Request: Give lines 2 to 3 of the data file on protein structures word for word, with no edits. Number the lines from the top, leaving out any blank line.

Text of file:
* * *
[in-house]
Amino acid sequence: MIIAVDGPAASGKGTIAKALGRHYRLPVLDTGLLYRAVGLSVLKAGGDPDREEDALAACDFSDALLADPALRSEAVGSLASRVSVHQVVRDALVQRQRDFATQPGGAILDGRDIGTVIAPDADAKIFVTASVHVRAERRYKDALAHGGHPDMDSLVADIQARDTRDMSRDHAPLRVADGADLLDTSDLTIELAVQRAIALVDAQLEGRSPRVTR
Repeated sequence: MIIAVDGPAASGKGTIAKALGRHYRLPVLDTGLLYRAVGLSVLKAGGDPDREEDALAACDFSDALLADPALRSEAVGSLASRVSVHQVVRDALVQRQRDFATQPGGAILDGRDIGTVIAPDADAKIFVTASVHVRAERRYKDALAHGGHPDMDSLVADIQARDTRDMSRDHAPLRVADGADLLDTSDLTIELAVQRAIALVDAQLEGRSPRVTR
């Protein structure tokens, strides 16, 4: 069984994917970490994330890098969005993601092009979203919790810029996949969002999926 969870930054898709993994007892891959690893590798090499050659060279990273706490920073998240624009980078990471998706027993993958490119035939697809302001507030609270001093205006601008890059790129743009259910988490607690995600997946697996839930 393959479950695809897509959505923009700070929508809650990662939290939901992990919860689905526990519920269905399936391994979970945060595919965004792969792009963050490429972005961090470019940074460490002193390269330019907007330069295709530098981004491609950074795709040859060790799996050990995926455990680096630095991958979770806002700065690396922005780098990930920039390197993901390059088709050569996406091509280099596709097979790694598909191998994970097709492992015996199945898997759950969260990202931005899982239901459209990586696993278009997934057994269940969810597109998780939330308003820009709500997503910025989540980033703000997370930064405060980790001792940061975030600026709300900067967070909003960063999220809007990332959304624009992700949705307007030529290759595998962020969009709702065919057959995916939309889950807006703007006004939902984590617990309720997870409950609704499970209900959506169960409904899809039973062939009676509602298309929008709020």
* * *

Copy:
Amino acid sequence: MIIAVDGPAASGKGTIAKALGRHYRLPVLDTGLLYRAVGLSVLKAGGDPDREEDALAACDFSDALLADPALRSEAVGSLASRVSVHQVVRDALVQRQRDFATQPGGAILDGRDIGTVIAPDADAKIFVTASVHVRAERRYKDALAHGGHPDMDSLVADIQARDTRDMSRDHAPLRVADGADLLDTSDLTIELAVQRAIALVDAQLEGRSPRVTR
Repeated sequence: MIIAVDGPAASGKGTIAKALGRHYRLPVLDTGLLYRAVGLSVLKAGGDPDREEDALAACDFSDALLADPALRSEAVGSLASRVSVHQVVRDALVQRQRDFATQPGGAILDGRDIGTVIAPDADAKIFVTASVHVRAERRYKDALAHGGHPDMDSLVADIQARDTRDMSRDHAPLRVADGADLLDTSDLTIELAVQRAIALVDAQLEGRSPRVTR